Recent studies find disconnect in number of women in gaming who identify as “gamers”

Senior Morgan Strohm watches a video game on her computer. According to her, there is a social disconnect between women  who game and those who label themselves as “gamers.”

NOT JUST A GAME: Senior Morgan Strohm watches a video game on her computer. According to her, there is a social disconnect between women who game and those who label themselves as “gamers.” CAROLYN ZHANG // PHOTO


On Wednesday afternoons, students gather in Room E227, the classroom of Michael O’Toole, head sponsor of Nintendo Club. One student pulls a Wii U out of a closet and hooks it up to the projector.

Another weekly meeting of Nintendo Club commences. The students begin a round of “Mario Kart.” In the back, senior Morgan Strohm, the only girl present at this meeting, watches on.

“My brother is the one who taught me to play video games. It started out with ‘Sly Cooper’ and ‘Spyro,’ and then it kind of just led to ‘League of Legends’ and ‘Call of Duty,’” she said. “I do play video games here and there with my brother. But, my brother is the one who’s more of a gamer.”

Screen Shot 2016-03-16 at 11.42.09 AM copyStrohm isn’t the only female fan of video games who said she feels disconnected from the “gamer” identity. According to a 2015 study conducted by Pew Research, while the number of men and women who play video games is roughly equal, more than twice as many men consider themselves “gamers.”

Strohm said problems with women in gaming begin with stereotypes.

“It’s a societal norm where men are more likely to play games,” she said. “It’s kind of like with colors. Pink naturally goes with girls, blue with boys. Gaming isn’t really viewed as a girly thing to do.”

However, Sam Sinder, video game enthusiast and junior, has a different viewpoint. To her, the reason women don’t possess a larger presence in the gaming community comes down to what games are popular.

“Some of the games (that are popular) just aren’t appealing to women. If they were, I think that women would get themselves into gaming more often,” she said.

The findings of the Pew Research study may also reflect a larger problem facing the video game community with unfriendliness toward women.

Many high-profile women in the gaming community have received harassment from male gamers. Perhaps one of the most dramatic examples was the harassment of game developer Zoë Quinn. She was accused of using her relationships with men in the gaming industry to promote her own games, a scandal known as “Gamergate.”

This harassment drove Quinn from her home and caused her to be unable to continue to develop her games.

O’Toole cited this specific incident as an example of the large problems facing female involvement in the gaming community.

“The media almost either ignored (Gamergate), or because a lot of writers of video games happen to be male, they kind of took the side of the males who were making these (harassing) comments,” he said.

Another problem facing women in the gaming community is the content of the games themselves. A vast majority of games feature male protagonists, often considered the “default” character. This can make it difficult for women to identify with the trials of the male main characters that seem to dominate the scene.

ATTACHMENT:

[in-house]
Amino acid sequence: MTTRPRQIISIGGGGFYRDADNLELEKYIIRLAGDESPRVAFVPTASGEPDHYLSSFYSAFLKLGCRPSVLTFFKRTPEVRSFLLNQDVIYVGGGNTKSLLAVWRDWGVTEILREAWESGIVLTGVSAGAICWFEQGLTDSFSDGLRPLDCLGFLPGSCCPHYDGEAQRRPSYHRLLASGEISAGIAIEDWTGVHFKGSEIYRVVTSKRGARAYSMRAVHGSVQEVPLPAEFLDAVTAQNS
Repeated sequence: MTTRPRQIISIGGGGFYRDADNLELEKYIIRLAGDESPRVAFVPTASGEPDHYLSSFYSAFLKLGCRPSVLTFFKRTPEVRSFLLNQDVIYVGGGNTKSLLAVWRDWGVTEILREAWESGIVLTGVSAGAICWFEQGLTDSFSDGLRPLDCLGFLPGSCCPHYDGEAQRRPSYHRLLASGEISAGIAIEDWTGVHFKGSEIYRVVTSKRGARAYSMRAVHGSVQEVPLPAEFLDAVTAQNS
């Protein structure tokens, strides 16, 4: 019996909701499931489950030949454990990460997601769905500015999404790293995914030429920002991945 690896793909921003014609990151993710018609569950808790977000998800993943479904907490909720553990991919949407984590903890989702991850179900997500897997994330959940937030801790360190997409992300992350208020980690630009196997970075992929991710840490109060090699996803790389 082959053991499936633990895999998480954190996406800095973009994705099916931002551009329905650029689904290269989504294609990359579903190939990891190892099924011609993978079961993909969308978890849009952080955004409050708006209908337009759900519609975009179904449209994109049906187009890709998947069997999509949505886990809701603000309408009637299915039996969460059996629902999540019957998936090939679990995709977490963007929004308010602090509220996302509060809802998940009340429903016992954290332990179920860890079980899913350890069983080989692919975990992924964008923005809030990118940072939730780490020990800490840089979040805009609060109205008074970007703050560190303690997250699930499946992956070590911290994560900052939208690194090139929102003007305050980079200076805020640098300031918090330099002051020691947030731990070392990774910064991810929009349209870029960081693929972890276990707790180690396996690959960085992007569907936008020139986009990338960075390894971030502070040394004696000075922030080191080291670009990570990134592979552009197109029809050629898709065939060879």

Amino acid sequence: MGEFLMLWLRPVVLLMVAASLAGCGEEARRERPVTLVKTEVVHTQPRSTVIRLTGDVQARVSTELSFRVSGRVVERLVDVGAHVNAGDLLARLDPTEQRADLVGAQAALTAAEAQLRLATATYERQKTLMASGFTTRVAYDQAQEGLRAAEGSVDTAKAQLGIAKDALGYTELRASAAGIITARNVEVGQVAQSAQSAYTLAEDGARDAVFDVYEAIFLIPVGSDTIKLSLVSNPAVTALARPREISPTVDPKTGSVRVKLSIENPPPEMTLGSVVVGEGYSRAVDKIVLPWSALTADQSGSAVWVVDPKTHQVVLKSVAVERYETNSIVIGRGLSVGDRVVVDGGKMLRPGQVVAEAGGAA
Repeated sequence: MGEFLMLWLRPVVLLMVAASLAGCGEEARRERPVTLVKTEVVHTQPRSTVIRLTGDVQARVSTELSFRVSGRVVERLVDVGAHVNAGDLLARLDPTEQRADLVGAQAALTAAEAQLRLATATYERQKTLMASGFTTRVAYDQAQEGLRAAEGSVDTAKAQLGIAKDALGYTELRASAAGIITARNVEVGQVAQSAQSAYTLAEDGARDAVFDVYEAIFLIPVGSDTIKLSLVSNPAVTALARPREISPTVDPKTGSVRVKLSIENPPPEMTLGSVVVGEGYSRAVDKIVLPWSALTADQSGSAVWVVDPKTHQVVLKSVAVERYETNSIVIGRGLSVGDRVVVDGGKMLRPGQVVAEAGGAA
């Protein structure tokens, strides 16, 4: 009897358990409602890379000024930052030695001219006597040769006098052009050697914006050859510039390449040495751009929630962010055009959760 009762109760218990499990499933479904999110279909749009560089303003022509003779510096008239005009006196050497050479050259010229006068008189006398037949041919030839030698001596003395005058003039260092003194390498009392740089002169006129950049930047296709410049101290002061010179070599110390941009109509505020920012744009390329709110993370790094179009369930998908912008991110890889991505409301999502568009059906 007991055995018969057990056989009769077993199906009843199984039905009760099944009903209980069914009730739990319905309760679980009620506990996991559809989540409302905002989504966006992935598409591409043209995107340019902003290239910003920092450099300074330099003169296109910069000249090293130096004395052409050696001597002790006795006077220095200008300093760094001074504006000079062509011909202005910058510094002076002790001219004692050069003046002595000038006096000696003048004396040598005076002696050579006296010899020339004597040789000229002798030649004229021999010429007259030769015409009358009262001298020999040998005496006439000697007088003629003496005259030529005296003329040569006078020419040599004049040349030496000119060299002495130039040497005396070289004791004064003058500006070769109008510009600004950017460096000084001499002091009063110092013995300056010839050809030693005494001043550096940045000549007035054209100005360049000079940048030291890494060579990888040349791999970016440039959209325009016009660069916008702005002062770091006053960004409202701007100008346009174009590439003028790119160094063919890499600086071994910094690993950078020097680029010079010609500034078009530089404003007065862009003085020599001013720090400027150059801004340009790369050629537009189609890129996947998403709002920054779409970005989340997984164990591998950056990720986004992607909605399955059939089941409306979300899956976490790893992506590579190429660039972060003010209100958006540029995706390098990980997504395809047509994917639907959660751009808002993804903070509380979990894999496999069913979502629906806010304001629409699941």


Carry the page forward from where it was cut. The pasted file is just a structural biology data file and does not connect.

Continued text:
“Every game I’ve ever played has been with men who rob and steal and are doing missions for a mafia. So, there’s nothing I really identify with,” Sinder said.

Even when women are present in games, there are still problems. O’Toole, who teaches lessons in his sociology class on the portrayal of women in games, said he sees many negative portrayals of women in games.

“Women are generally a prize of some sort (in games); they appear very helpless. They’re generally who you are supposed to win in the game, or you’re rescuing them.” O’Toole said, “Even the women who are supposed to be strong female characters are so disproportionately built that if they were true forms they probably wouldn’t be able to run, jump or swim.”

He said women are often sexualized through skimpy, unrealistic outfits, an observation shared by Strohm, who said she finds female characters often have outfits unsuited for the situations they’re in.

“Realistically, if that character was fighting in real life, then it’s more than likely she’ll get hurt because she only has something to cover her chest and her waist.” she said.

Screen Shot 2016-03-16 at 11.39.27 AM copySinder, however, said the portrayal of women in the games she played didn’t really bother her.

Despite these issues, more and more women said they have found acceptance in the video game community, reflecting a larger trend of all types of media becoming more open to women. JT Doyle, vice president of Nintendo Club, self-identified gamer and junior, said he believes women are just as valid members of the video game community as anyone else.

“Video games are for everybody,” he said. “Whoever wants to play video games, they can be a gamer.”

In Sinder’s experience, this analysis is valid. She said she has never personally experienced sexism from the gaming community.

“I think that (women) have the same opportunities that men can have. I can go into a video game store without getting discriminated (against),” she said.

Strohm said she can also see a positive trend going on.

Strohm said, “Since this is a time period where people are starting to break out into their own identities (more easily), it’s a lot easier these days to be able to say as a girl, ‘Oh, I like to play video games.’”